I read on facebook a note from my childhood pal that he was remembering the death of a parent seven years earlier that day. My thoughts turned to my own father's funeral, perhaps because I think that was the last time I saw my friend, and I realized that I couldn't remember when my father died.
That's not exactly true; I knew it was 1984, because when I got the news I had just been on the police department a year or so and was living in that big apartment in Magnolia. But I couldn't narrow it down much more than that.
I could remember that Pop had been diagnosed in late 1982. I can remember my brother-in-law Gene filling me in on the situation, that Pop had lymphoma.
"So, it looks like this type of cancer has two kinds, the kind that kills you slow, and the kind that kills you quick. And your father don't have the first kind."
That must have been around Christmastime 1982. When I next saw Pop it was when I made a mad cross-country dash back to Brooklyn in June 1983 for his and Ma's 50th wedding anniversary while I was in the middle of the police academy. My then-wife Lisa and I caught a plane on Friday night knowing I had to be back in roll call at 7:00 am Monday morning. My sisters had planned a huge reunion party around the anniversary.
I can remember that during that weekend, there were more of our family's old friends and relatives in my sister's backyard than I have ever seen together before or since. Pop arrived to the surprise party showing the effects of radiation treatment: he was thin, frail, and weak. But his spirits brightened immeasurably as he caught up with his old cronies, these tough old birds from the bowling alleys and racetracks of New York. We made sure he had pictures taken with all of his children.
I guess we figured the end was close, but Pop fooled us. I can remember when he and Ma came out for my graduation from the academy in August 1983. He was his old self - better even, strong and vibrant, having a ball walking all over Seattle with my mother, both of them proud of my accomplishment. They stayed in my Belltown condo and we had a splendid visit.
It was great, but it didn't last too terribly long after they went home; sometime after Lisa and I moved into that apartment in Magnolia in early 1984, my sister called to say that Pop had gotten sick again. I asked her if she wanted me to fly out; she said to wait and see. The "kind that kills you quick" didn't wait for me a second time; Pop died less than two weeks later and my next trip out would be for the funeral.
I can remember finding out that Pop had died. I was at home alone in the afternoon when the phone call came from my sister; after hanging up, I began to make arrangements to go back. A short time later, Lisa came home with our friend Jim; I can't remember where they had been or why Jim's wife Sandy wasn't there. I told them about Pop and they wanted to comfort me; I waved it off and we played Risk.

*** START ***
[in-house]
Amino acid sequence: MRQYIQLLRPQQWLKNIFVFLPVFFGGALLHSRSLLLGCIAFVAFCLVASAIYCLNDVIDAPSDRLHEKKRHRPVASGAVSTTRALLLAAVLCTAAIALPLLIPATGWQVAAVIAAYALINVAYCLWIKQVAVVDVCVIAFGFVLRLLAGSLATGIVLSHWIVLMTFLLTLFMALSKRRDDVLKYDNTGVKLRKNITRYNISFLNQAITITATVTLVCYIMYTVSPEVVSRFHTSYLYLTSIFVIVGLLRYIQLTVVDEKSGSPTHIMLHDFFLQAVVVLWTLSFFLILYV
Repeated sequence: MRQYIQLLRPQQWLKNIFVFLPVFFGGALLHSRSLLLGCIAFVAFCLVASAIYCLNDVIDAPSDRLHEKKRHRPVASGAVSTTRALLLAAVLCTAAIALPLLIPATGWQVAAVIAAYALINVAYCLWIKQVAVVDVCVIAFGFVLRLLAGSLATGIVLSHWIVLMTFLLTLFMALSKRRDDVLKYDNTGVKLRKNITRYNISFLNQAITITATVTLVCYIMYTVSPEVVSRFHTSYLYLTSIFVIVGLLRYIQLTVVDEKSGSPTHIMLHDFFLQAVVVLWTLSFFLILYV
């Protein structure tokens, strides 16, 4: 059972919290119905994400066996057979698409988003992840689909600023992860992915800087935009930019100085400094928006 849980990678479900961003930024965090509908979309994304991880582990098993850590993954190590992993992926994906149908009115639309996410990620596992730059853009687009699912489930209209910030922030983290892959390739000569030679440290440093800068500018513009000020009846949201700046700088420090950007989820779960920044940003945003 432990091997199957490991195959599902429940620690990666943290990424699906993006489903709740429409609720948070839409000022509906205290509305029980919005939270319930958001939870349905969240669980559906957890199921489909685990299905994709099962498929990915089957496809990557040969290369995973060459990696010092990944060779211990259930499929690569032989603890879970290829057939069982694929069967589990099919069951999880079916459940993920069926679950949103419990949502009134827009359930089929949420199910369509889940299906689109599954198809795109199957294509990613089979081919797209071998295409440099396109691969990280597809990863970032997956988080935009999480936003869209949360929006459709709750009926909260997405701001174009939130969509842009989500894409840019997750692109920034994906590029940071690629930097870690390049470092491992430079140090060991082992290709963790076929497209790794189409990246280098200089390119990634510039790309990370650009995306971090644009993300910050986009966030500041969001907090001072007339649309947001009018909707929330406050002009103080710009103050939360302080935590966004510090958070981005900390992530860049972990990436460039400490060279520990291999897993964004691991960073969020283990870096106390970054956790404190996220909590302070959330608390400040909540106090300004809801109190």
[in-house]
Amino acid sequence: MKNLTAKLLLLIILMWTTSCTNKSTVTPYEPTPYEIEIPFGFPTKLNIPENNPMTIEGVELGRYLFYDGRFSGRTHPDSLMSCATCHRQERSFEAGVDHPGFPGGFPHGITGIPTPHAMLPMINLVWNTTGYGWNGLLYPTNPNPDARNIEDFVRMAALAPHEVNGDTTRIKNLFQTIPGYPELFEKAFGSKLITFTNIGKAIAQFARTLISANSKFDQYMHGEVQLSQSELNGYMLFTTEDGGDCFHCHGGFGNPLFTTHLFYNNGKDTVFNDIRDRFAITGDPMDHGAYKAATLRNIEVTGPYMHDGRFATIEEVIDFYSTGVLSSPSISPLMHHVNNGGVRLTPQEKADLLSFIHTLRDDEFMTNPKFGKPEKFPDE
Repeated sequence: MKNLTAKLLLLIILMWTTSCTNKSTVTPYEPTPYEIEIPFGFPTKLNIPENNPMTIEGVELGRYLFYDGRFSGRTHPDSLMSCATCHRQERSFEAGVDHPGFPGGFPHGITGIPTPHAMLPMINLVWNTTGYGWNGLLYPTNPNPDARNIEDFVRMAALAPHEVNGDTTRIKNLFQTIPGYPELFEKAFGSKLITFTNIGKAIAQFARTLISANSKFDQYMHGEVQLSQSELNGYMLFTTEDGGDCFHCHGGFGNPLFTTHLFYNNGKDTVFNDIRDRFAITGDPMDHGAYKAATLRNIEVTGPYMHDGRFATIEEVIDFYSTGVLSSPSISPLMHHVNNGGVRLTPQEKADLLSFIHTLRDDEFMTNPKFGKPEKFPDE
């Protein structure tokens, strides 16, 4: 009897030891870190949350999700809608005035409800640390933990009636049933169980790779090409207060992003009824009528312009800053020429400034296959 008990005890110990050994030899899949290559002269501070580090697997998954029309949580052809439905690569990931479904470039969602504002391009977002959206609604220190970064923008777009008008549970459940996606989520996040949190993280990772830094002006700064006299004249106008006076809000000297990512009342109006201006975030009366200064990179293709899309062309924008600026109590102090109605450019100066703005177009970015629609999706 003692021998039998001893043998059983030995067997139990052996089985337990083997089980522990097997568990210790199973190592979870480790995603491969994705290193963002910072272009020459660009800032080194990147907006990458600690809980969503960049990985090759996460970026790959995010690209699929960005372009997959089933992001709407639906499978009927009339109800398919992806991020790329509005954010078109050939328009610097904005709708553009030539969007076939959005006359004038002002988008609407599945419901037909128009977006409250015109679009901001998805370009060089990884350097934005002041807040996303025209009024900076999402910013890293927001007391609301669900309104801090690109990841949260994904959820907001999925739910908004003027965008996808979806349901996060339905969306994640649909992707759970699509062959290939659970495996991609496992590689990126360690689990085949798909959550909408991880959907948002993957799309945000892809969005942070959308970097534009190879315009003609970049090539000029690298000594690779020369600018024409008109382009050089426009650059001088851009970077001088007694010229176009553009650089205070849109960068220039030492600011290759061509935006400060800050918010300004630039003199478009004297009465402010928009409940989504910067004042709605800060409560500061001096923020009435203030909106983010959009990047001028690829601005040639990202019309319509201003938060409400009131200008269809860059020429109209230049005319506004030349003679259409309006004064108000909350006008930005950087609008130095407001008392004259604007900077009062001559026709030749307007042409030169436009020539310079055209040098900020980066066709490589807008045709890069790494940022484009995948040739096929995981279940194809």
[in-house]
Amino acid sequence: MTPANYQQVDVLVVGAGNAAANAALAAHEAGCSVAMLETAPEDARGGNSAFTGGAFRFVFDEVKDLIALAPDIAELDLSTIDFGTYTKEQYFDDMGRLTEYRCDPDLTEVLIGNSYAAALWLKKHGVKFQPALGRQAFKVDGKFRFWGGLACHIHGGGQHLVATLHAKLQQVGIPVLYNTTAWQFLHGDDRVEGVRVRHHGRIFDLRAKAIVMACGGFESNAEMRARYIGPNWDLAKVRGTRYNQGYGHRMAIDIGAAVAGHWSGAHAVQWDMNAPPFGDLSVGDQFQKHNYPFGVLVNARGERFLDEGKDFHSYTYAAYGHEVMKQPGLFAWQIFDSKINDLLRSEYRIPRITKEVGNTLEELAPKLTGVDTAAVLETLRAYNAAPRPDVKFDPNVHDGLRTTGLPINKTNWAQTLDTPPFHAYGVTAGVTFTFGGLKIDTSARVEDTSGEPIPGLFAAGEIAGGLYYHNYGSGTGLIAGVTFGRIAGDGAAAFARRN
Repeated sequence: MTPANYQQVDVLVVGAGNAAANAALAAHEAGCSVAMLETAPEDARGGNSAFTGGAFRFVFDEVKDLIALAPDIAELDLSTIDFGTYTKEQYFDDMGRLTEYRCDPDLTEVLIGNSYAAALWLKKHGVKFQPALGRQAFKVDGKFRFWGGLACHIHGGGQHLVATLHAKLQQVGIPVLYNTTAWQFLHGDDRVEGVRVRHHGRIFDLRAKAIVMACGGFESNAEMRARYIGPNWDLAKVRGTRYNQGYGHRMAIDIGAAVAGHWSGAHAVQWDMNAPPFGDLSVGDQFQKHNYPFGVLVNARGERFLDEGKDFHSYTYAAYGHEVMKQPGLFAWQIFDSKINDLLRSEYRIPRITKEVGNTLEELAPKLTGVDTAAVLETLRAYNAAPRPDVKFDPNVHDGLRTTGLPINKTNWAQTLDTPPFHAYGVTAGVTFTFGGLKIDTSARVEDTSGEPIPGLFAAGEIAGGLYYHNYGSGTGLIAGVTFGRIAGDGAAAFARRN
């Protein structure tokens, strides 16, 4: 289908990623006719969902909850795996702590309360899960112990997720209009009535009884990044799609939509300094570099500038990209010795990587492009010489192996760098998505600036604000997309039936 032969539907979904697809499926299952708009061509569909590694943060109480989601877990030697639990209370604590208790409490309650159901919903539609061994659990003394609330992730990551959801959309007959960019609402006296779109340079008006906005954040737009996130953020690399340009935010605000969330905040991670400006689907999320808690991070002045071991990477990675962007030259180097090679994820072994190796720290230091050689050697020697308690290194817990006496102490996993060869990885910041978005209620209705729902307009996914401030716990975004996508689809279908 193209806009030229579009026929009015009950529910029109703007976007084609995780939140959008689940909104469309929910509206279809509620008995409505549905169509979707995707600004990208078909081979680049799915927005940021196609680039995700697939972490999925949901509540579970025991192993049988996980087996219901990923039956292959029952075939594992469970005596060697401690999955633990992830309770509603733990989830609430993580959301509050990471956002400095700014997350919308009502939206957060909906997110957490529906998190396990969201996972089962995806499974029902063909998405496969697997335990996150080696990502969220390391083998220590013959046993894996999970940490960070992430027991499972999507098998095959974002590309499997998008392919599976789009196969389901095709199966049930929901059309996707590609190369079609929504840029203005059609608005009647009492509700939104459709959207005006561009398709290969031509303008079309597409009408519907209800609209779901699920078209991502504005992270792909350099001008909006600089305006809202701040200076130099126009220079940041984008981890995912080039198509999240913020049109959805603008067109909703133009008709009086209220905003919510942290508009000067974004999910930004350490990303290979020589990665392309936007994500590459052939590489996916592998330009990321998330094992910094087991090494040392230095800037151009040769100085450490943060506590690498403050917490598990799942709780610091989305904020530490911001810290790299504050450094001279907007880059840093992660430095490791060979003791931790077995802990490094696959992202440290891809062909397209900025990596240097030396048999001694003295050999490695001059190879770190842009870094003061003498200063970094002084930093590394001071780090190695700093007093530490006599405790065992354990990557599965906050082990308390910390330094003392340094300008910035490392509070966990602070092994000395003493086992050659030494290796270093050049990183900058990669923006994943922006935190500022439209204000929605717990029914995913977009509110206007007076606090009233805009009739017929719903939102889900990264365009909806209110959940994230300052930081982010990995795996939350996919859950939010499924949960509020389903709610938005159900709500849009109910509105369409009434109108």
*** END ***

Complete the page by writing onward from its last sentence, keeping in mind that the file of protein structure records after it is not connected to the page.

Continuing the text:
I can remember the wake; not all of it, but some details. I can remember that George, my sister Monya's widower, seemed have the hardest time of all of us. I remember that he fell on the sidewalk, cutting his head on a metal fixture, and we had to take him to the emergency room. I made him a chicken sandwich when we got back home.
I can remember the funeral; not all of it, but some details. I can remember my brother comforting my mother by handing her handkerchief after handkerchief that he pulled from his pocket as she was crying. I can remember him tucking one of his business cards in Pop's jacket pocket before they closed the casket, a gesture so apt and so loving and so surprising in its tenderness.
I can remember heading to the cemetery on Staten Island. The hearse got a flat, right there on 66th Street under the Gowanus Expressway, and we all waited, a stationary procession.
I can remember Staten Island: green and far away.
I can remember saying goodbye to my father as they lowered the casket into the ground, knowing that there was no unfinished business between us, that he had cared for me as a boy and respected me as a man. He loved me, and although he was a man of few words, he had even said so, once, sort of. During one regular weekly long-distance call from the west coast, after small talk about the weather and before handing the phone over to Ma, he said "Your mother loves you, you know." I said I knew that. "And I do, too," he said. I said I knew that, too.
I can remember all that. But for the life of me, looking down at the computer screen twenty-five years later, I couldn't remember that date.
I got up and walked down to my office, and pawed through some folders in the second drawer of the file cabinet. I knew exactly what I was looking for; a sheaf of yellow five-column accounting paper with handwriting in black ink. I found it in a less than a minute and leafed through the pages of a timeline I had written up back in the day, cataloging major events and transitions: jobs, apartments, and so on. It was right there, two inches down from the top of the 1984 page, in the furthest right column, in tiny lettering. Just Pop's name and the notation 5/19/84. No other explanation.
Twenty-five years, one month, and 26 days.
Now I can remember that date, but I guess it doesn't change much.